Surviving The Knife Edge

by Sydney Kahl / Mar 09, 2014 /

Fulfilling my Dad’s birthday wish meant getting up at 4am to get in line to hike Maine’s Greatest Mountain, Mount Katahdin. Mount Katahdin is located in the heart of Maine in Baxter State Park, which was protected by Governor Percival Baxter in the 1930’s. Katahdin is the northern end of the Appalachian Trail.We had driven up the night before from our rustic summer camp, and stayed in a cheap motel to arrive at the Park gate as early as possible.


Mount Katahdin, Maine


Mount Katahdin, Maine


As we sat in our car in the dark, we prepared our packs and counted the line of cars in front of us, trying to determine if we would land ourselves a parking space at the trailhead. We didn’t have reservations, but we believed the Park authorities save a few spots for the early birds. A park employee came to our window around 5:30 a.m. to say we were the last car in - whew! We signed in at the welcome center, and I studied the 3-D model of the mountain carefully to scout out the route for the day via Chimney Pond, to Mount Katahdin, over the Knife Edge, and onto Pamola Peak before returning to our car. We put on our backpacks and our ascent up the trail had begun with us feeling full of energy and ready to conquer the mountain. Our first stop of the day was at Chimney Pond, where there are bathrooms and a great spot for a snack and pictures.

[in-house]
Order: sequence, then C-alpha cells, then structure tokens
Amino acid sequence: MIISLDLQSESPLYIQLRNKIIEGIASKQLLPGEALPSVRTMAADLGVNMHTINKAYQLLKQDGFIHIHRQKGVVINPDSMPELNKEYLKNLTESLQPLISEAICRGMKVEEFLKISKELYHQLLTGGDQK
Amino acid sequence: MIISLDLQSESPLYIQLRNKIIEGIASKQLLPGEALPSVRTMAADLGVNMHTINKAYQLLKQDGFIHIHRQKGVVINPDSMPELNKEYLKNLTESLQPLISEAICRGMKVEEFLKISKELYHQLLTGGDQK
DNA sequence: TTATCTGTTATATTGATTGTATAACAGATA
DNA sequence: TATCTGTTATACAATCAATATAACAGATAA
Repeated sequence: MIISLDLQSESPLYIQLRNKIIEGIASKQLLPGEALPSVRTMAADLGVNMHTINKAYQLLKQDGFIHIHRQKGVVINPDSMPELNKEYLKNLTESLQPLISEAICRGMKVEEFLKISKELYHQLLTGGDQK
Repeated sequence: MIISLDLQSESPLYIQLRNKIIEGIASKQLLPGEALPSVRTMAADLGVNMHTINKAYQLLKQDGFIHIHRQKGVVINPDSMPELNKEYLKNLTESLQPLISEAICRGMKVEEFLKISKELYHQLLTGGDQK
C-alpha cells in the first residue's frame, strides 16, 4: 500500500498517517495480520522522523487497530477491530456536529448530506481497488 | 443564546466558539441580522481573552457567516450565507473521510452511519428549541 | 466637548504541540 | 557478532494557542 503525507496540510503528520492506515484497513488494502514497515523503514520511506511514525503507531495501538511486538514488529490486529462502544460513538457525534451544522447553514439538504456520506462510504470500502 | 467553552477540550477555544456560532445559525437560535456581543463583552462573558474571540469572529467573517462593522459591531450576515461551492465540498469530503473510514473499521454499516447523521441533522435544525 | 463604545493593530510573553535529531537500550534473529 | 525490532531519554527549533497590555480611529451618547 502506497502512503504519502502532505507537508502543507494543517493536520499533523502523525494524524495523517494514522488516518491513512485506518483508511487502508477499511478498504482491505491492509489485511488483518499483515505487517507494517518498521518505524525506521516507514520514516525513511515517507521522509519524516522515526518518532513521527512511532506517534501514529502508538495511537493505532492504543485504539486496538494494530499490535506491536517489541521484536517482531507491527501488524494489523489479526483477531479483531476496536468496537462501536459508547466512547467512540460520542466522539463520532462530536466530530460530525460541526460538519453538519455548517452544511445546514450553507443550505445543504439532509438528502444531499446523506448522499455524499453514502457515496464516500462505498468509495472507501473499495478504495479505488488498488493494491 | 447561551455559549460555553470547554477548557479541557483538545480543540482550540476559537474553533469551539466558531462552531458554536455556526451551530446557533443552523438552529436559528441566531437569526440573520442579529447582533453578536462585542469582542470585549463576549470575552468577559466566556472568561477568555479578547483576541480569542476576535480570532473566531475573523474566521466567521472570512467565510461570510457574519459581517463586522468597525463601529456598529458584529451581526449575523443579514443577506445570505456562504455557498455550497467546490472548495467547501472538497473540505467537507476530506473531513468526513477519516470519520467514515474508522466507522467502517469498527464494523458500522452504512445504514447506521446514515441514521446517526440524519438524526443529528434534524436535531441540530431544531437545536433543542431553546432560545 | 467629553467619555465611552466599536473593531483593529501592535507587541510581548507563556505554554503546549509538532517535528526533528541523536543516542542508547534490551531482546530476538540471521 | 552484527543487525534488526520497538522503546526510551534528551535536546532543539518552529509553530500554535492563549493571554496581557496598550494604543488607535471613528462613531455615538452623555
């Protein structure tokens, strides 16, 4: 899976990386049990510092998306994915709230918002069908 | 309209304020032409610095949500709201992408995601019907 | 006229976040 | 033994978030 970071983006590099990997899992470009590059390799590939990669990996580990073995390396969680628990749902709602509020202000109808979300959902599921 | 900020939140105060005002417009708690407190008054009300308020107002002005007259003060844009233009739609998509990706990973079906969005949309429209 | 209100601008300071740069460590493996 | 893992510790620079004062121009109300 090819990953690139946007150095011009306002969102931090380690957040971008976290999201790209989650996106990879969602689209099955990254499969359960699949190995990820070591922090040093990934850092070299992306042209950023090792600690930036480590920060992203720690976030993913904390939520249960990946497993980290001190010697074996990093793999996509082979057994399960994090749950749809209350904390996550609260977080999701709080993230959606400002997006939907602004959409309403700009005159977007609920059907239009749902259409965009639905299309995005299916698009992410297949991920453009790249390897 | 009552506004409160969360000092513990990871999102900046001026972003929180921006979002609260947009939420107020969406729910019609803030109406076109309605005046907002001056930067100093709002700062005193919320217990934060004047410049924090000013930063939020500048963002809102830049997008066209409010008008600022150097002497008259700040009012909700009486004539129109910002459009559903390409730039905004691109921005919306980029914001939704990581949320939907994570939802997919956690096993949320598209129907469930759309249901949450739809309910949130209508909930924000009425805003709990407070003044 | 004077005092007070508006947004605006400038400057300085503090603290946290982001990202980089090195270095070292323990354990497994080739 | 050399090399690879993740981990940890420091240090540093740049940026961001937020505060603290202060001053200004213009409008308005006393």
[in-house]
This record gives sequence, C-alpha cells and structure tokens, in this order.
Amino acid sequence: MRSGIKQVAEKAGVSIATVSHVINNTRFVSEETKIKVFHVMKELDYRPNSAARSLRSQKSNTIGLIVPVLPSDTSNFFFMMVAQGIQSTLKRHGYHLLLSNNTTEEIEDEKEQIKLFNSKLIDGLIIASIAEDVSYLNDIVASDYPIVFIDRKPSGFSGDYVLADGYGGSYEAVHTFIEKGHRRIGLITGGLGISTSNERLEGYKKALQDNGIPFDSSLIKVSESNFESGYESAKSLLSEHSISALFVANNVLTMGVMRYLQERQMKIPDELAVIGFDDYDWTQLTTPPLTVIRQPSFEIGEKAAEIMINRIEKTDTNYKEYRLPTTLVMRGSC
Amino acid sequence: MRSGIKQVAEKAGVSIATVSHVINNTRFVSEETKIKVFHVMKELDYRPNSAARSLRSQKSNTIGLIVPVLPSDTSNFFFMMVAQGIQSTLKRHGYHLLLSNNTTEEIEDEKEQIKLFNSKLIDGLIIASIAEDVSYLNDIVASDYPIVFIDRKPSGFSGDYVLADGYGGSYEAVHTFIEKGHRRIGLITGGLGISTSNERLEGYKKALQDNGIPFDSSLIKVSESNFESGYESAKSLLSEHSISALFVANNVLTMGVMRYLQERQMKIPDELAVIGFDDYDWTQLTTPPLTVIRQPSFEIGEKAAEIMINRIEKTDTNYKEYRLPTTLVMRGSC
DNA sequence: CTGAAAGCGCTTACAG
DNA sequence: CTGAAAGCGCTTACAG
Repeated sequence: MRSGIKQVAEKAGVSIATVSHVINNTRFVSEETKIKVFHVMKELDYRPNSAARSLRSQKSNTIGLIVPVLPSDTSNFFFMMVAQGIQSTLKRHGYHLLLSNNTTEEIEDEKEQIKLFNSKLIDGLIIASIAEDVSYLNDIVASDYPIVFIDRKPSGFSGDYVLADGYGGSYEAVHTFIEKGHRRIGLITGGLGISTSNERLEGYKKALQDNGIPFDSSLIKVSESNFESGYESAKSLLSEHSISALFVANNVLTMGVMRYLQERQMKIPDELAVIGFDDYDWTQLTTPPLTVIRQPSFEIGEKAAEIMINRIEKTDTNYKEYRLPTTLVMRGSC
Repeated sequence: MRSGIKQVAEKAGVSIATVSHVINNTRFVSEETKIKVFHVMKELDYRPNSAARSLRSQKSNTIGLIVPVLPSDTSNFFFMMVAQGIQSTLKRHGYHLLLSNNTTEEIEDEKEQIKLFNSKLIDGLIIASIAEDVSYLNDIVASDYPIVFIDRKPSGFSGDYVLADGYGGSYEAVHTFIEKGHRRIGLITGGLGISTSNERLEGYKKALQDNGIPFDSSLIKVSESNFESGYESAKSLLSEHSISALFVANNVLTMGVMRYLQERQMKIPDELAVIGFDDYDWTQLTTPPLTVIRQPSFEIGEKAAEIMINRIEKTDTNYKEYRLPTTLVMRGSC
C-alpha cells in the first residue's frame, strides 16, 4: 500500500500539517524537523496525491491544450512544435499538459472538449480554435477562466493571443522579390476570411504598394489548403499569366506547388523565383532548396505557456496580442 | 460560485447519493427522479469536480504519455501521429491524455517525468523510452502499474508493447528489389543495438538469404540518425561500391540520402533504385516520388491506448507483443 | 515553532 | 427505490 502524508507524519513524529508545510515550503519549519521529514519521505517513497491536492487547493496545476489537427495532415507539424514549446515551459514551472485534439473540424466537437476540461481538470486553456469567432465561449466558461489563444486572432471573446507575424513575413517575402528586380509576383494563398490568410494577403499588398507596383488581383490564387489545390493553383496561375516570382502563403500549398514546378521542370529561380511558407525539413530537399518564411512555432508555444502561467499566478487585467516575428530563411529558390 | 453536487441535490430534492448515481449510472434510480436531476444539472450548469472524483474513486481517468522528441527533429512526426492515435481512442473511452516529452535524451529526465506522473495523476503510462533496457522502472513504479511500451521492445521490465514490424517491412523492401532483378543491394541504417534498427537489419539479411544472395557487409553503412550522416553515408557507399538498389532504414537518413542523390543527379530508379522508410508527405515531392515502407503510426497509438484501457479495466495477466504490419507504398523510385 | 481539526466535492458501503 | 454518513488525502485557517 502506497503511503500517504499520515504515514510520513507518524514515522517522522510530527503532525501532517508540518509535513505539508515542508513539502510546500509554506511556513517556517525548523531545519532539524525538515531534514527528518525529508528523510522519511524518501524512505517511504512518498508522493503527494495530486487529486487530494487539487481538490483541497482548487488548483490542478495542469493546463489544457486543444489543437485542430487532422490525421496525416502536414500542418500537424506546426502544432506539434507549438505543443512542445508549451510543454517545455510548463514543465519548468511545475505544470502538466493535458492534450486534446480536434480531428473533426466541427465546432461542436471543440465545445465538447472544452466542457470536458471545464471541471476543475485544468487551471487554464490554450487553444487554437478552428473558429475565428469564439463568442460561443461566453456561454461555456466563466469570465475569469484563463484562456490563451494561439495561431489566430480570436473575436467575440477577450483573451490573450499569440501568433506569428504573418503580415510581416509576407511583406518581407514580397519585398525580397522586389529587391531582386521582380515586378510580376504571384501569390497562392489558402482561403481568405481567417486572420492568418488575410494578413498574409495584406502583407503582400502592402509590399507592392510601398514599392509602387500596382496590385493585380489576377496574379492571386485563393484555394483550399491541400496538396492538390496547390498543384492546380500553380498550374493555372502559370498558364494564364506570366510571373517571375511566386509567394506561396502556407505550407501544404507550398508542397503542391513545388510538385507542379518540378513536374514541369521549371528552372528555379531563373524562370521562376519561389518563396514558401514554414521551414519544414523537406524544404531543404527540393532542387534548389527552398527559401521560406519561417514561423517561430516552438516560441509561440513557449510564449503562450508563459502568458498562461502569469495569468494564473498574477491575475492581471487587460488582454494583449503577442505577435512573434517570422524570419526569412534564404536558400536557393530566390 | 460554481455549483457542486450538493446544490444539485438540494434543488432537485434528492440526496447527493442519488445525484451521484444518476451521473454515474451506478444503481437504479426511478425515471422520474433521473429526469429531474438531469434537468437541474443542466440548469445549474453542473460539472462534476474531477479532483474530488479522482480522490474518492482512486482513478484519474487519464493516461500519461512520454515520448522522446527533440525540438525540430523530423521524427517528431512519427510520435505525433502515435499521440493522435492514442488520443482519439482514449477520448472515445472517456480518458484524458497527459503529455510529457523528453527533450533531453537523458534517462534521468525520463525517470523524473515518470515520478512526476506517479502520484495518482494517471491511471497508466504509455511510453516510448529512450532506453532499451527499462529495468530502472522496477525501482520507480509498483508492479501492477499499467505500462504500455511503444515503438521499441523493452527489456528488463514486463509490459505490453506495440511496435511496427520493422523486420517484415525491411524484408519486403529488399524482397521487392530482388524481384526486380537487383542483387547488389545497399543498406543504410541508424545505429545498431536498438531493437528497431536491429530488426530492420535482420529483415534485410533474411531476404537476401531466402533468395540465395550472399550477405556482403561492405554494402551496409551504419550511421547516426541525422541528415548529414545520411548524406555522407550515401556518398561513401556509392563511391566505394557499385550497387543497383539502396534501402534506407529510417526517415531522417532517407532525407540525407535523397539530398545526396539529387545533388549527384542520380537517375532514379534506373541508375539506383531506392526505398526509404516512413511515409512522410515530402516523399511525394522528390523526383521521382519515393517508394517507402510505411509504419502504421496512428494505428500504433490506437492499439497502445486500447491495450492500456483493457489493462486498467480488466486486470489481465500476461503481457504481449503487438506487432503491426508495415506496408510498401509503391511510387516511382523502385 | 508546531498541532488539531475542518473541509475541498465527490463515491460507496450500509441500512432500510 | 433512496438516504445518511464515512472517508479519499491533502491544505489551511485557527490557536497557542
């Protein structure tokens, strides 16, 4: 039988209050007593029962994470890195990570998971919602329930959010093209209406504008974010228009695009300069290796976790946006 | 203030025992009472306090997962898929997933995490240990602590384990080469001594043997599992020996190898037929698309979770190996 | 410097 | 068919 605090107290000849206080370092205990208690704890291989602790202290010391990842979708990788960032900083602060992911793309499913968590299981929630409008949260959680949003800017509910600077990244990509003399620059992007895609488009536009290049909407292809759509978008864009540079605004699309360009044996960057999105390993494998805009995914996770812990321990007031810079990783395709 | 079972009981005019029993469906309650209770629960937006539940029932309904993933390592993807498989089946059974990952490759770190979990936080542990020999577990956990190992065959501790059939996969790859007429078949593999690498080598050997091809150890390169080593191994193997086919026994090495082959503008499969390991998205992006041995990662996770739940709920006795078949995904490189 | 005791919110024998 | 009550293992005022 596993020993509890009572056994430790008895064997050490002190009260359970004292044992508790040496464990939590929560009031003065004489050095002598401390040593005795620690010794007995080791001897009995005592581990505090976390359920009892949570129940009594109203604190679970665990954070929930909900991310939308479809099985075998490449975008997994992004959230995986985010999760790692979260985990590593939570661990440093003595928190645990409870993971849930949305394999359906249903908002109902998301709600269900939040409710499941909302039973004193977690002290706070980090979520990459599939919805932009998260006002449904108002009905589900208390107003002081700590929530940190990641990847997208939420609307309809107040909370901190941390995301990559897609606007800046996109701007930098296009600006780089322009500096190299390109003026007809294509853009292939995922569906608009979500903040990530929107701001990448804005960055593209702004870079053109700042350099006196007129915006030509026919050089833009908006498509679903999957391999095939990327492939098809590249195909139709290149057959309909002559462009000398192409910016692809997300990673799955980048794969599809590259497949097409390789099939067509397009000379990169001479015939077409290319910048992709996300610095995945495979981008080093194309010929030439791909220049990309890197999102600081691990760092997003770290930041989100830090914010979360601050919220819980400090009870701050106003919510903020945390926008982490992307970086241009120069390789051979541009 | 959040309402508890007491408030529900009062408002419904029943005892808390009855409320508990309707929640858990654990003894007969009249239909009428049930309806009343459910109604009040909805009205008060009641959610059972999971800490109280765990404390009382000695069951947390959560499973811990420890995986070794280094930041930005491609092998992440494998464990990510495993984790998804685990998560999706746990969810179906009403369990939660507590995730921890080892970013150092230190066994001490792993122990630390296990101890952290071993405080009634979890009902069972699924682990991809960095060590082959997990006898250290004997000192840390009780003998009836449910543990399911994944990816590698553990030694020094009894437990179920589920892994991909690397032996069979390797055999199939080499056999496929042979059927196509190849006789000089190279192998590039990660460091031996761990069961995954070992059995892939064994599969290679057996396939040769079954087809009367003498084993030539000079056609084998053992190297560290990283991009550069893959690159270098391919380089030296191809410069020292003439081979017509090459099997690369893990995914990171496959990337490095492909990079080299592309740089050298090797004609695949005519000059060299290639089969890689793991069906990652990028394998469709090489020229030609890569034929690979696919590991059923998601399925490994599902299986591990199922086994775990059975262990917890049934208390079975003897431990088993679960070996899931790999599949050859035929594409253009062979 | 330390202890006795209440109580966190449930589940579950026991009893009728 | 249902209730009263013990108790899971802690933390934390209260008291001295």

Next, we began our 10 mile journey. The trail is steep! We had to resort to climbing on all fours up the vertical portions. The trail, Cathedral Trail, has certainly earned its name, as there are three spires of rock reminding one of a Cathedral with spires. Each view got better than the previous one. I pulled out my SLR (which my parents thought I was crazy for deciding to lug up the mountain), but I wanted to document this trip well. However, I found my pictures didn’t do the mountain justice. The feeling of being on rocky ledges with drop offs hundreds of feet or more is something you must experience for yourself.